[00:00:48] Catherine Roy: Kris, I was a programmer for 15 years. I actually wrote a lot of lines of codes in huge corporations.

[00:00:55] And I see this social media and web platforms a little bit differently because I understand how everything functions behind the scenes. But also I had the chance to be in a six weeks program with LinkedIn editorial team from UK and on several sessions with LinkedIn editorial team from USA. So I’m so excited that I can share so many wonderful things about the platform, which actually changed my life and my business because I tripled my business twice during the pandemics.

[00:01:23] And this is the moment when I left corporation and started growing my own business on my own.

[00:01:28] Kris Ward: You had me at hello, so let’s dive in. Okay. Where do you want to start sharing? What should we talk about?

[00:01:34] Catherine Roy: I just went to a conference in Spain in 2019, I believe. And then I heard about LinkedIn from CEOs from very large companies.

[00:01:43] And I was very curious, LinkedIn for me was just a CV, right? I have it for so many years. And, but the truth to be told, Microsoft acquired LinkedIn in 2017. And this is how everything started to change because now at this moment, when we speak, I am free to say that LinkedIn is the most powerful search engine in business space.

[00:02:05] There is none other social media or online resource, which can give you so much information about 80 million companies in the world and decision makers who are over there. So four out of five people on LinkedIn are decision makers. Opportunities are unlimited and taking the fact that. Microsoft actually invested in OpenAI several billion dollars when they were just a startup.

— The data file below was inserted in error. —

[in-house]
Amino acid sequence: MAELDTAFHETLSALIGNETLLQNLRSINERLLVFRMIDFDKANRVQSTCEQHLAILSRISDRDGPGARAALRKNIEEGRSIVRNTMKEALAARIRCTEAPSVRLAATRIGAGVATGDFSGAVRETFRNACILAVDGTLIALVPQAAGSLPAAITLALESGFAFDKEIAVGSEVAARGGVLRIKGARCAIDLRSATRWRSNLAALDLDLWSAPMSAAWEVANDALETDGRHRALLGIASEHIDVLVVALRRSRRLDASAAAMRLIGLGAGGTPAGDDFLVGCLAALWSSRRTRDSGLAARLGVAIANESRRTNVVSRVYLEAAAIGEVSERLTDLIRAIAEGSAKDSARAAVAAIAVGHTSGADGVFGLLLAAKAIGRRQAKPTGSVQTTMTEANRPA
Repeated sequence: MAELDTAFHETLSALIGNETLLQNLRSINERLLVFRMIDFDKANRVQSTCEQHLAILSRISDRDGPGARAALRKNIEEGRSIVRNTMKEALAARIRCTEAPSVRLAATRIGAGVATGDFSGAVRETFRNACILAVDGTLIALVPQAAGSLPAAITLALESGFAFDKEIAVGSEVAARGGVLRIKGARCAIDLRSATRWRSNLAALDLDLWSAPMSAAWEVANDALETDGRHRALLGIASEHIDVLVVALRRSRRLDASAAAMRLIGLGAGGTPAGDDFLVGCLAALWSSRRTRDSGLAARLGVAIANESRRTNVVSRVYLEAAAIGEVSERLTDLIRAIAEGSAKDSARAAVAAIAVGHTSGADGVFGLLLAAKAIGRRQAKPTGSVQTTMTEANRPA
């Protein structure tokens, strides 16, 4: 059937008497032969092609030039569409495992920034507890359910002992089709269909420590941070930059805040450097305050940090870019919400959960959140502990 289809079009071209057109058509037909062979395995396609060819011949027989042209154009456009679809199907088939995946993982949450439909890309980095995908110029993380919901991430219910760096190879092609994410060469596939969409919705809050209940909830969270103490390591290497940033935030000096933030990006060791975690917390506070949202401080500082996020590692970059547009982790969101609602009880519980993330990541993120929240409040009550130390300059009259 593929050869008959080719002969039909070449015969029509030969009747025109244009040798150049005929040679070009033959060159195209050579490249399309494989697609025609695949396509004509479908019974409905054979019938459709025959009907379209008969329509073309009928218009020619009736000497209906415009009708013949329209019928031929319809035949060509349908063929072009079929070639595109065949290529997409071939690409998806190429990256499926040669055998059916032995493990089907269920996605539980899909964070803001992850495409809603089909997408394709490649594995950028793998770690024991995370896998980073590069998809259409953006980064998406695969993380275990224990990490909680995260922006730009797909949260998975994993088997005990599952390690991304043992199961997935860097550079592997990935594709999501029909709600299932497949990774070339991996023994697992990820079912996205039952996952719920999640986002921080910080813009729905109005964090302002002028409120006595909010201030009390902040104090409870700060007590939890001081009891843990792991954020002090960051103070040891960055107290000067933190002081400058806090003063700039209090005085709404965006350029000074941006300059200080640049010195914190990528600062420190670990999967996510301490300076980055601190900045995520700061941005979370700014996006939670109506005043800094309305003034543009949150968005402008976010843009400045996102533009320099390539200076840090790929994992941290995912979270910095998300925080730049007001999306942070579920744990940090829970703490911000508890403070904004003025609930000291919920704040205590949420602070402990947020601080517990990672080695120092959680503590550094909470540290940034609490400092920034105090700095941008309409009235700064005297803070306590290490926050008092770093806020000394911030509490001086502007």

[00:02:32] Microsoft owns LinkedIn, so they’re now incorporating AI a little bit when we are writing a connection request, for example. But my prediction is that probably they will be the best place where actually the algorithm will suggest us with who we need to connect and how we need to connect, practically grow our network.

[00:02:55] And our network is our net worth. And that’s the most important thing in business, right?

[00:03:00] Kris Ward: A hundred percent. Now, I hope you take this as a compliment, but with your brilliance, And your accent, I feel like I’m in a movie about how LinkedIn is going to take over the world. Those movies, they tell you what the accent of this is what we can do.